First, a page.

The U.S. Navy submarine was slipping through the waters off the Soviet coast, its skipper confident he would hear the Russian sub he was hunting before its captain heard him.
With a loud metallic ping, the Soviet sub hit the American boat with a sound wave. The Soviet skipper had heard his pursuer before he was detected by the U.S. vessel's listening gear. Safely hidden, he had "challenged" the American hunter by sending a sound wave against his hull. In that instant, the American hunter became the hunted.
The incident last year, according to U.S. officials, was one of several that shook up Navy leaders. Another shock came when a U.S. attack sub followed a characteristically noisy Soviet sub to the entrance of its home port. A few months later the Soviet sub returned to the open sea quietly, thanks to the installation of a new propeller.
These disturbing events from the shadowy world of underwater eavesdropping accelerated the Reagan administration's hunt for foreign companies that had sold the Soviet Union the machinery needed to make such propellers. Firms in Japan and Norway eventually were fingered as the culprits, straining relations with the United States. Congress has reacted bitterly, moving to ban foreign companies responsible for the security breach from selling products in the United States.
The longer-term consequence of quieter Soviet submarines is a shift in the U.S.-Soviet balance of power under the sea. How big a shift is now in dispute. But there is no dispute that Soviet subs have become significantly quieter, posing an unwanted new challenge to the Defense Department.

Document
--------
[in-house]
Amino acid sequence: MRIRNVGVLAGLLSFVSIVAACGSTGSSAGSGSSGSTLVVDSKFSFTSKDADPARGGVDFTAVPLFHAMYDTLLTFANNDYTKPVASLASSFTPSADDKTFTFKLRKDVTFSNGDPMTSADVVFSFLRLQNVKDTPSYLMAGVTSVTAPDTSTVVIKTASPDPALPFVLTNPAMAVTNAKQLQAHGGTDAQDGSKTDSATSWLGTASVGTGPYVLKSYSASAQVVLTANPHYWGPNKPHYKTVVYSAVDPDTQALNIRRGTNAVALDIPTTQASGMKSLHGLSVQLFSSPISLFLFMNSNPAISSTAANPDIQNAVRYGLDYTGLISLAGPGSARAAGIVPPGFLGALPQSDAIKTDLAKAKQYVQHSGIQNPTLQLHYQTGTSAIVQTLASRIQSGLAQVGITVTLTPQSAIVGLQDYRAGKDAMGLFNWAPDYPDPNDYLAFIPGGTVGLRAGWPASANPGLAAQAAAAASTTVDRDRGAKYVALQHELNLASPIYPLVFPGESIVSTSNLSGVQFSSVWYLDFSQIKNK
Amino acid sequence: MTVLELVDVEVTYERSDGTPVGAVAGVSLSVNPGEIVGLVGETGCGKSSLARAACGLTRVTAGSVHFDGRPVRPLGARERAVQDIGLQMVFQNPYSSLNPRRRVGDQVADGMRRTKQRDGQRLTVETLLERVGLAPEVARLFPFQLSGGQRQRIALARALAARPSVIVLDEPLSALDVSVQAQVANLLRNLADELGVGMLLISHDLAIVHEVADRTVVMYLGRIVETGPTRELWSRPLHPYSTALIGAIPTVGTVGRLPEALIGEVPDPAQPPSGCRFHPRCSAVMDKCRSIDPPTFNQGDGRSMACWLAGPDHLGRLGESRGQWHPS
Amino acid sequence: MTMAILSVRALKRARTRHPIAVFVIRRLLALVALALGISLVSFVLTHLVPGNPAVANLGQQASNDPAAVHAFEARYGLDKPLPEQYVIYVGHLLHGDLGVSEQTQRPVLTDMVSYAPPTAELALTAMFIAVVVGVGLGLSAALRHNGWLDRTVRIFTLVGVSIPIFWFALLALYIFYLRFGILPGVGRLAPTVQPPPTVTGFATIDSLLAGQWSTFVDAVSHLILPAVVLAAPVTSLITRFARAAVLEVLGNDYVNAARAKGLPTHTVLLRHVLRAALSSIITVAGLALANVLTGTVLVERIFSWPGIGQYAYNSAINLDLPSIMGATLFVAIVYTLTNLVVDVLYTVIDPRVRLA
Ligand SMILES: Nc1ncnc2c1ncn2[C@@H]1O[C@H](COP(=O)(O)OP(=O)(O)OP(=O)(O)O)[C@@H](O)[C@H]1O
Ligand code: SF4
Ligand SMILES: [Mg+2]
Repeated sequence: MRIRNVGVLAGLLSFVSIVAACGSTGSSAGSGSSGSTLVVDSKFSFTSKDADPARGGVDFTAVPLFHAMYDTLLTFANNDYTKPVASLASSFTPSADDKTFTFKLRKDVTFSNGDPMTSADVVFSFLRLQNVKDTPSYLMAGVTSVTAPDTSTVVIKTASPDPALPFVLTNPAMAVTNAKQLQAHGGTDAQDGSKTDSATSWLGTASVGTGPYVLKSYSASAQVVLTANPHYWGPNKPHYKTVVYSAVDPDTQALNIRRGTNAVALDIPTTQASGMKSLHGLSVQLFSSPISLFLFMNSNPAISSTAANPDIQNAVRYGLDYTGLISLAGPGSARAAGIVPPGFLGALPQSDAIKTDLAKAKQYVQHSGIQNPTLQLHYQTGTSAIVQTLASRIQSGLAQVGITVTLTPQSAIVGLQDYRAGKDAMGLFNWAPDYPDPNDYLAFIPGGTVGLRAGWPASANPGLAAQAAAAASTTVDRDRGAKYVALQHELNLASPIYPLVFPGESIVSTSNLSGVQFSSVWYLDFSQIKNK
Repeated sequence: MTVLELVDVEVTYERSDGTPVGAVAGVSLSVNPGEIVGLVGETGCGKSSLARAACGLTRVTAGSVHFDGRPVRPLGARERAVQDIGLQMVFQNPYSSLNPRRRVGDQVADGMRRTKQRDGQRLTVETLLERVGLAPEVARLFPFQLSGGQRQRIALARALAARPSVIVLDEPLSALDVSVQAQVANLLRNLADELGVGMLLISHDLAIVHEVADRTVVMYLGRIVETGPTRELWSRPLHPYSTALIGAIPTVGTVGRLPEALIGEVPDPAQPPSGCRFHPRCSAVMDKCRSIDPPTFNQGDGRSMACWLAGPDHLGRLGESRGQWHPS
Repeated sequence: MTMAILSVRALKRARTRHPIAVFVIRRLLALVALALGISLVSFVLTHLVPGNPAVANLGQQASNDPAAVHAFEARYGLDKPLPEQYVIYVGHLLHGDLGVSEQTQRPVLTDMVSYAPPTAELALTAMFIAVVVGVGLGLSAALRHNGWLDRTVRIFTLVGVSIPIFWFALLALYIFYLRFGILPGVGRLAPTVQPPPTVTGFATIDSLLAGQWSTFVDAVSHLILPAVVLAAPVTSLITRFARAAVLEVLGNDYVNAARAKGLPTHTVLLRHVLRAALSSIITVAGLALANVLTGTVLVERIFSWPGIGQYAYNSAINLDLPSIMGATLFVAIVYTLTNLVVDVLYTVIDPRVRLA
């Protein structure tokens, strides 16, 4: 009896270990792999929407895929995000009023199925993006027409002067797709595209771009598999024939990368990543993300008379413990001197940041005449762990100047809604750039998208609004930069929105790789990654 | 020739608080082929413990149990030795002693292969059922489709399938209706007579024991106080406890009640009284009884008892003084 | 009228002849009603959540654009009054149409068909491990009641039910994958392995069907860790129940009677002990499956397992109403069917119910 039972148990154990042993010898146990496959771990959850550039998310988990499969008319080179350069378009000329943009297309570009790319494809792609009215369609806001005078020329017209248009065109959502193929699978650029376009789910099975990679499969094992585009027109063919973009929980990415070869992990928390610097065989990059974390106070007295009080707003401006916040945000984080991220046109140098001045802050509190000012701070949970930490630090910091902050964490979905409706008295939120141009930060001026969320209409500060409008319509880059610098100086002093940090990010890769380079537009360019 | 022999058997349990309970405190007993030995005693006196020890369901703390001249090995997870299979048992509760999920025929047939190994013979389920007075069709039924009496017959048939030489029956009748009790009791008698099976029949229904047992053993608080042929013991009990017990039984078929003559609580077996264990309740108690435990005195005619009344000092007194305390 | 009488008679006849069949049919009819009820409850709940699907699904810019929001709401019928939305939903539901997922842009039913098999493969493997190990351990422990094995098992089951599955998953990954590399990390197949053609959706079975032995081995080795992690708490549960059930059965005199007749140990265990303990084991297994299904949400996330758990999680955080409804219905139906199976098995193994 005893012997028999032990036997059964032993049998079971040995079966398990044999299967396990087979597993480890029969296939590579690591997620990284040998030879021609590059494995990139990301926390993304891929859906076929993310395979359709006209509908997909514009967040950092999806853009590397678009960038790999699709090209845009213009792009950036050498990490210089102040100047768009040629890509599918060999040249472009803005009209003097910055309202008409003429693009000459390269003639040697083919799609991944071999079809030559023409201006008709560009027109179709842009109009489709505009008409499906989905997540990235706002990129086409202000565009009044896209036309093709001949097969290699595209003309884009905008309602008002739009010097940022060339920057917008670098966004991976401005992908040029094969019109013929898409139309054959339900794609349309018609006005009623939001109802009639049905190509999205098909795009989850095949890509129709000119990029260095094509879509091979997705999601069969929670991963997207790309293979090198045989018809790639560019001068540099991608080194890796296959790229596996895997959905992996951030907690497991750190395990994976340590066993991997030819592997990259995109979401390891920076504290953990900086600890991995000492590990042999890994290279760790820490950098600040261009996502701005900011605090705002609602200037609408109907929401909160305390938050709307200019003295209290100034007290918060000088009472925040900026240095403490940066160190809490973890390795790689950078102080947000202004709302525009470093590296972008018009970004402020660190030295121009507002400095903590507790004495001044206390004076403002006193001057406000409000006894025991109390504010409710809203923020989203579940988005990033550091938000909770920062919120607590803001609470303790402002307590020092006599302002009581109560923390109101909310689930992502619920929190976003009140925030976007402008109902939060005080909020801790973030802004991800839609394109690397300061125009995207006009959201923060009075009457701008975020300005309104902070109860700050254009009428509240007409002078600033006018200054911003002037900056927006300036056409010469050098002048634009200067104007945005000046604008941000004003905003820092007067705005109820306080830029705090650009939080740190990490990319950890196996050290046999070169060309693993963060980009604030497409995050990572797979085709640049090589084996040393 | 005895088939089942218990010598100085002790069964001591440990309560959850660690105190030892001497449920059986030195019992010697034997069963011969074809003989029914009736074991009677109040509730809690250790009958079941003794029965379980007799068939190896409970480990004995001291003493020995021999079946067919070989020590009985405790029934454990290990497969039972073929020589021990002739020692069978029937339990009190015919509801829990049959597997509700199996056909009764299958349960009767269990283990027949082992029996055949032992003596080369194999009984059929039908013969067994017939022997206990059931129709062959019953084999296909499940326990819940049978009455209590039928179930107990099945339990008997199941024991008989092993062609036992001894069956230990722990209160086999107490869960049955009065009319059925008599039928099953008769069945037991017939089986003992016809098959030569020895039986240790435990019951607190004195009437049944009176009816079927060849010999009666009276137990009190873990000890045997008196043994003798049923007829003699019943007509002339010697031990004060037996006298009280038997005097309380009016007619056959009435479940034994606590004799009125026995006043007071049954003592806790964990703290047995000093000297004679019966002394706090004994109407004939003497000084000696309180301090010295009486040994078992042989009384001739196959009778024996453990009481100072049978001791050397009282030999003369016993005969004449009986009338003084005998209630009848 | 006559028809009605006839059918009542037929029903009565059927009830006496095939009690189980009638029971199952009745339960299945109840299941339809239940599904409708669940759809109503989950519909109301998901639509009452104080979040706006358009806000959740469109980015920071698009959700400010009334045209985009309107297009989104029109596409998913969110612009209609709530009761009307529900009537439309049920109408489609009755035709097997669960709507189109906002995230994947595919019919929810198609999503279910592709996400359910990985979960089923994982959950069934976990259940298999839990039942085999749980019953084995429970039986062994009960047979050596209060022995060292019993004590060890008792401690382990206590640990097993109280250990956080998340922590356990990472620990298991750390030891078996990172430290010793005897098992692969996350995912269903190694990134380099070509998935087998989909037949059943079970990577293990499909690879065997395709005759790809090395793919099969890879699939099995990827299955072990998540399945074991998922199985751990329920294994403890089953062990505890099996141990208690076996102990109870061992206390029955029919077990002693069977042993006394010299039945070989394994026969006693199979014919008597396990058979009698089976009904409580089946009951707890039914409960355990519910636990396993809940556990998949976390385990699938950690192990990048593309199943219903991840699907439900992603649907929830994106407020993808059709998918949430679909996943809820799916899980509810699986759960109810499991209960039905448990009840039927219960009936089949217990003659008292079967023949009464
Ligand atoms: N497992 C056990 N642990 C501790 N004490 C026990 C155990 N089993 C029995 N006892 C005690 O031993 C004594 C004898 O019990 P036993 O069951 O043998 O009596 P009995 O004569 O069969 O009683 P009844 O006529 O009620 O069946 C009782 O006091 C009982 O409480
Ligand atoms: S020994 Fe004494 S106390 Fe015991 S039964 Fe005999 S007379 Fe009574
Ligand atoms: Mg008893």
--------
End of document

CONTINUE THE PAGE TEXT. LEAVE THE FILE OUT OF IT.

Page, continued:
Quietness can be a matter of life or death in undersea warfare. The submarine skipper who hears his enemy first can fire first and live. His torpedo rips open the other sub. Because the United States and the Soviet Union carry hundreds of nuclear warheads in intercontinental ballistic missiles aboard many of their submarines, quietness enters the doomsday calculus of which superpower would "win" -- if there were a winner -- a nuclear war.
The Soviets' sudden closing of the noise gap has put the U.S. submarine community on the defensive for the first time since the submarine USS Nautilus made history in 1955 by getting under way on nuclear power. Former Navy secretary John F. Lehman Jr. and admiral James D. Watkins, recently retired chief of naval operations and a submariner, have blamed the spy ring headed by former Navy radioman John A. Walker Jr. for the sudden Soviet advances. Defense Secretary Caspar W. Weinberger and other administration officials are blaming Japan and Norway for allowing their high-tech companies to ship to the Soviet Union the technology needed to manufacture smooth, quiet submarine propellers.
But those explanations are only the latest chapters of a long book, according to antisubmarine warfare (ASW) specialists inside and outside the government. "Quieting submarines is a laborious process of doing a lot of little things," one veteran ASW specialist said.